depositing soot of quartz glass on a pipe form starting member by using a plural number of burners for synthesizing glass soot to form a porous glass preform consisting of a core part porous glass body a peripheral portion of which has a larger bulk density than other portion and a cladding part porous glass body,
heating said porous glass preform in a dehydration atmosphere while supplying a dehydration gas through the pipe form starting member and
heating and vitrifying the dehydrated porous glass preform in an atmosphere containing a fluorine-containing compound to selectively add fluorine to the cladding part to obtain a transparent preform.
FIG. 1 schematically shows a conventional method for depositing glass soot on a starting member,
FIG. 2 schematically shows one embodiment of a soot deposition step of the method according to the present invention,
FIG. 3 shows a pipe form starting member to be used according to the present invention,
FIG. 4 schematically shows a furnace to be used for dehydration, fluorine-addition and vitrification of the porous glass preform,
FIG. 5 is a graph showing a distribution of the bulk density in a radial direction of the core-cladding porous glass preform produced in Example,
FIG. 6 shows the conditions used in Example,
FIG. 7 is a graph showing a relationship between the dehydration time (T) and the residual OH concentration of the glass preforms produced in Example and Comparative Example,
FIG. 8 shows a refractive index and diameters of the glass preform produced in Example,
FIG. 9 schematically shows the step for depositing glass soot around the transparent glass rod having the refractive index profile of FIG. 8, and
FIG. 10 shows a refractive index and diameter of the glass preform finally produced in Example.
In one preferred embodiment of the method according to the present invention, to increase the bulk density of the peripheral portion of the core part porous glass body, said portion is heated by a part of the flame generated by the burner for synthesizing the cladding part porous glass body or by an additional burner for sintering the glass provided between the burners for synthesizing the core part and cladding part porous glass bodies.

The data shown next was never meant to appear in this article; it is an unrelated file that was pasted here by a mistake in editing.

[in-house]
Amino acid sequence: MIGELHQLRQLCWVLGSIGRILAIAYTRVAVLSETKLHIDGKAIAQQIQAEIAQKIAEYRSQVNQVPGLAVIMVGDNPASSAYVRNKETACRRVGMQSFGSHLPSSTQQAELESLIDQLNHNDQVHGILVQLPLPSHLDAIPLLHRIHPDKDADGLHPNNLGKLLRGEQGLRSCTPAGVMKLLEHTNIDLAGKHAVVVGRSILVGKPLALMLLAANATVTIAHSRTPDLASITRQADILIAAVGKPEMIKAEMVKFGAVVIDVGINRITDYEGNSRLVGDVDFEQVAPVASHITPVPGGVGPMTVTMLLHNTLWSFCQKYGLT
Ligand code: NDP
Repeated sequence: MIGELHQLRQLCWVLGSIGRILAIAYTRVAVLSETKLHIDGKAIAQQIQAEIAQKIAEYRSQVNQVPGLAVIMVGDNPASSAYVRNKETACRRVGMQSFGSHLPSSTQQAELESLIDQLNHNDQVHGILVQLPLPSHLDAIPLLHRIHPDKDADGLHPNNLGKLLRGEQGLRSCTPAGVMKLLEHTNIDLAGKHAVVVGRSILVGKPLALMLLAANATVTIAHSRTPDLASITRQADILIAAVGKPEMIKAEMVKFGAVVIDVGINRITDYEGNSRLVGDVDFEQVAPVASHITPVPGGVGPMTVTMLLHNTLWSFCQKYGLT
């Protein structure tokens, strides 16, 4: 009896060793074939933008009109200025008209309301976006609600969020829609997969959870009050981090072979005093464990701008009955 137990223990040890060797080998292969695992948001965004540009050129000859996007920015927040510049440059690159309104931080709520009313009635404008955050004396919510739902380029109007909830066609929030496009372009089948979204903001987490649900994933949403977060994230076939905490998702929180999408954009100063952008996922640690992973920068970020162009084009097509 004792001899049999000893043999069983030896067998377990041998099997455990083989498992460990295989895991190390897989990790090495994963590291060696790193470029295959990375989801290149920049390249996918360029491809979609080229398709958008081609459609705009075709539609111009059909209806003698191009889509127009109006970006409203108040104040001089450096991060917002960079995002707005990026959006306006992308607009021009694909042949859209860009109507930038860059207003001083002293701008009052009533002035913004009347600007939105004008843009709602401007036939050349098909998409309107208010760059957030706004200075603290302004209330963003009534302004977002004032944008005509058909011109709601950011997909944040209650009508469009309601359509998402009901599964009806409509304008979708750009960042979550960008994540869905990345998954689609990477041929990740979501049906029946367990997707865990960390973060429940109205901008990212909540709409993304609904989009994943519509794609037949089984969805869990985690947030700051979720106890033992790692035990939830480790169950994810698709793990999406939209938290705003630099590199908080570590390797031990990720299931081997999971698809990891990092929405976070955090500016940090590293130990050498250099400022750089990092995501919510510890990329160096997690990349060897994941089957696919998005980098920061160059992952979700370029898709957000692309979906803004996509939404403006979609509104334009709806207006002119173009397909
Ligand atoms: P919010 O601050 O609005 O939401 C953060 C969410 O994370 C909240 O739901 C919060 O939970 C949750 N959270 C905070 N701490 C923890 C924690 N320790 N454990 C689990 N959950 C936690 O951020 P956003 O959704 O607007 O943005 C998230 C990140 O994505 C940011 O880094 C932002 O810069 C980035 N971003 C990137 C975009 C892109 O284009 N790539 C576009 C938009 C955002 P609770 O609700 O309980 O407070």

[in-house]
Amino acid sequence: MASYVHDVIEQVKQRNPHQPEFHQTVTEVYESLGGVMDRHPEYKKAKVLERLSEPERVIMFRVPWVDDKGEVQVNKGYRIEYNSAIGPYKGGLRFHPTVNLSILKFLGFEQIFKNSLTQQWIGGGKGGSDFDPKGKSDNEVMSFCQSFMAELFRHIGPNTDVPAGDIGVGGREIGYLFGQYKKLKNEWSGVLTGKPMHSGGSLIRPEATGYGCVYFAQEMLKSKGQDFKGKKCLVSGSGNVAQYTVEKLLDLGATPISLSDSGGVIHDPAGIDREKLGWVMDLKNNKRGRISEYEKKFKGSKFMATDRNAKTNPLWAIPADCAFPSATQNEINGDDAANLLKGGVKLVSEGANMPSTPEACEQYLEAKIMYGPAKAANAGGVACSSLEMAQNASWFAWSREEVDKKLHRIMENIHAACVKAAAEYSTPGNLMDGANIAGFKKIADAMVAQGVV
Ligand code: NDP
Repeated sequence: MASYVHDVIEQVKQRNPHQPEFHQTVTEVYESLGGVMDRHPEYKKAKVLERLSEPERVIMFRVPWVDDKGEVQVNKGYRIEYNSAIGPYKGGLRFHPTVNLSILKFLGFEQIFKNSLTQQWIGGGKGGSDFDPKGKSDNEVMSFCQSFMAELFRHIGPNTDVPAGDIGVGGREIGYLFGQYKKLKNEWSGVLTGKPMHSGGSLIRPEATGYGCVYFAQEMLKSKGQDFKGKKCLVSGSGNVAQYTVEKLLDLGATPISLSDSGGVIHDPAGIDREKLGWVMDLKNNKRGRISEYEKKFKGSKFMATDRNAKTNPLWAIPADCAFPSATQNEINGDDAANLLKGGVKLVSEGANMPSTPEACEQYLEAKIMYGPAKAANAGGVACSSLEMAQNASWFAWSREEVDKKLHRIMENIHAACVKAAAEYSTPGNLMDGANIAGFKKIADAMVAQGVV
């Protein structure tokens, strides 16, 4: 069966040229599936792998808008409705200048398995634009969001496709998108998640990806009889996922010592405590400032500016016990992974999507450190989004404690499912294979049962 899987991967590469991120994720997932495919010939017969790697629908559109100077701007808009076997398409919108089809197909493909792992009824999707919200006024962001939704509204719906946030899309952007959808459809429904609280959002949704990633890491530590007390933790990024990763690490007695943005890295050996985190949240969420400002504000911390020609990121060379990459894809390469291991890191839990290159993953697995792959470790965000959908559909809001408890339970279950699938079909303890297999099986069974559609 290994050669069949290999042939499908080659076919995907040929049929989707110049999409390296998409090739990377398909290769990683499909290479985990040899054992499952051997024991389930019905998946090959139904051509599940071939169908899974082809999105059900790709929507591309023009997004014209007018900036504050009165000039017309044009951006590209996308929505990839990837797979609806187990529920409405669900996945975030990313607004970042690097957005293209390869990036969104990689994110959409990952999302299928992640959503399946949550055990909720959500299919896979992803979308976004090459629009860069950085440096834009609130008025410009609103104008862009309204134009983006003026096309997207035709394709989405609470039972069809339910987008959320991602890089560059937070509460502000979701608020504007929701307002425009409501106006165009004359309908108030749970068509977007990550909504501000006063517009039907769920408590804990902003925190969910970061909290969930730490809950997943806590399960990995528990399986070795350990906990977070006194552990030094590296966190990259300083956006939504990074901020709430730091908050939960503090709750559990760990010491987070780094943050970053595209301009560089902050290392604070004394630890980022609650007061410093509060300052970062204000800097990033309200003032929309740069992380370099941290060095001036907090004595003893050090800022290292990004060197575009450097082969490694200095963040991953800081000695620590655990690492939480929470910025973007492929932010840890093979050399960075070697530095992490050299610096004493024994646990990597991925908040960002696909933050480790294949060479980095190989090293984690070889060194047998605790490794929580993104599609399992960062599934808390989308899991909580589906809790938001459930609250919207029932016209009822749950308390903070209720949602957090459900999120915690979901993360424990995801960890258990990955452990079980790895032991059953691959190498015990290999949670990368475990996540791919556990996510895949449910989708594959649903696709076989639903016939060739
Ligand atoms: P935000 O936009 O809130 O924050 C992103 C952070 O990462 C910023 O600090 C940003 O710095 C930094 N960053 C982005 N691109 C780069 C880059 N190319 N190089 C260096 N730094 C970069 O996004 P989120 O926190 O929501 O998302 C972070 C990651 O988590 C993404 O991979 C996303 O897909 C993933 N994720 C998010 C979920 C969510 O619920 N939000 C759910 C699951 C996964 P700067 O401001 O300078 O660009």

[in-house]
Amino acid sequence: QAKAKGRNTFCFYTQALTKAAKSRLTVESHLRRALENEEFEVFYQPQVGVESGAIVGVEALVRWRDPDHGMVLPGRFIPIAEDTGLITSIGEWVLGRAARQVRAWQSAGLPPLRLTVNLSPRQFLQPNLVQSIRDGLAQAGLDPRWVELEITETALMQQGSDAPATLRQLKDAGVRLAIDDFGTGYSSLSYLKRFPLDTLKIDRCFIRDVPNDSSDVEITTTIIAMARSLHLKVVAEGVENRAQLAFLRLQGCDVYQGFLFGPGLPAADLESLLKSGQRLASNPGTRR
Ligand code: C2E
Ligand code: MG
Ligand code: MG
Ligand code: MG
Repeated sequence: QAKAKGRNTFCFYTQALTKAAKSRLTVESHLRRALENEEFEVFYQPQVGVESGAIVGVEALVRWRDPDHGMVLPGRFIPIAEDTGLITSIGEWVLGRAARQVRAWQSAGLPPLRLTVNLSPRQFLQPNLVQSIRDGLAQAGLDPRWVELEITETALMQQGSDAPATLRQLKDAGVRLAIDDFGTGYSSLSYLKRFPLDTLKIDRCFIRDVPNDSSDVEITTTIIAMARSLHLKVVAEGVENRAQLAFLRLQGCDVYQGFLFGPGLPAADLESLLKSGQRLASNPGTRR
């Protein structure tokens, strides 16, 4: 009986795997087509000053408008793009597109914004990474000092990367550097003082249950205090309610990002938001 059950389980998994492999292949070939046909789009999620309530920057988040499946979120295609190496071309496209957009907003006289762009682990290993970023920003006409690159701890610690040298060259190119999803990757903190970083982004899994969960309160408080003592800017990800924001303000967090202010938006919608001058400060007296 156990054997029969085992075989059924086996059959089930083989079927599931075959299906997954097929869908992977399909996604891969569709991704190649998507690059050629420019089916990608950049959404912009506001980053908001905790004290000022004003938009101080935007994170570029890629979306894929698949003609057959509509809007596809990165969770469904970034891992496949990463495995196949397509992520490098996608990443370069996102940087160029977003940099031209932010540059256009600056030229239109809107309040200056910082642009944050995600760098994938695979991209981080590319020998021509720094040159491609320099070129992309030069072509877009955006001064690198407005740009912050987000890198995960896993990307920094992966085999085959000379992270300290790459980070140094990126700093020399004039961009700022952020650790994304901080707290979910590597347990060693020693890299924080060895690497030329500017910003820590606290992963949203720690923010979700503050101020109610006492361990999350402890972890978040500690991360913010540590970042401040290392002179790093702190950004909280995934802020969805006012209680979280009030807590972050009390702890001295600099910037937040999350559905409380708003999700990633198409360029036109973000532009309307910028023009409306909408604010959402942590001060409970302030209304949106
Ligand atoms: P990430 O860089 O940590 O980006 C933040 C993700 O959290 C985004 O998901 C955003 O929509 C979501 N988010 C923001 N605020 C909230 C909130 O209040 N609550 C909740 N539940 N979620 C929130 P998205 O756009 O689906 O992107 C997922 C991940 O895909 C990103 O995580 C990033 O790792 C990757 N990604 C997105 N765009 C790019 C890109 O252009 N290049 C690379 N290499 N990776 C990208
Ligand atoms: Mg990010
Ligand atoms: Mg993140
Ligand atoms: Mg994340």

To overcome the difficulty to dehydrate the core part of the core-cladding porous preform in which the peripheral portion of the core part has a larger bulk density produced by the conventional method, according to the present invention, the dehydration gas is supplied directly to the core part since the inner portion of the core part is still porous and has a bulk density less than about 0.5 g/cm3 while the peripheral portion of the core part has the larger bulk density. This is contrary to the above described conventional method in which the dehydration gas is supplied to the core part through the outer portion of the porous glass preform, namely the cladding part.
To this end, the present invention uses the pipe form starting member in place of a glass rod starting member which is conventionally used. The glass soot is deposited on the pipe form starting member, and the pipe form starting member is used as a gas inlet tube for supplying the dehydration gas to the core part.
In the method of the present invention, although the additional burner for sintering the core part porous glass body may be used, the bulk density of the peripheral portion of the core part can be adjusted by heating said portion by a part of the flame of the burner for producing the cladding part.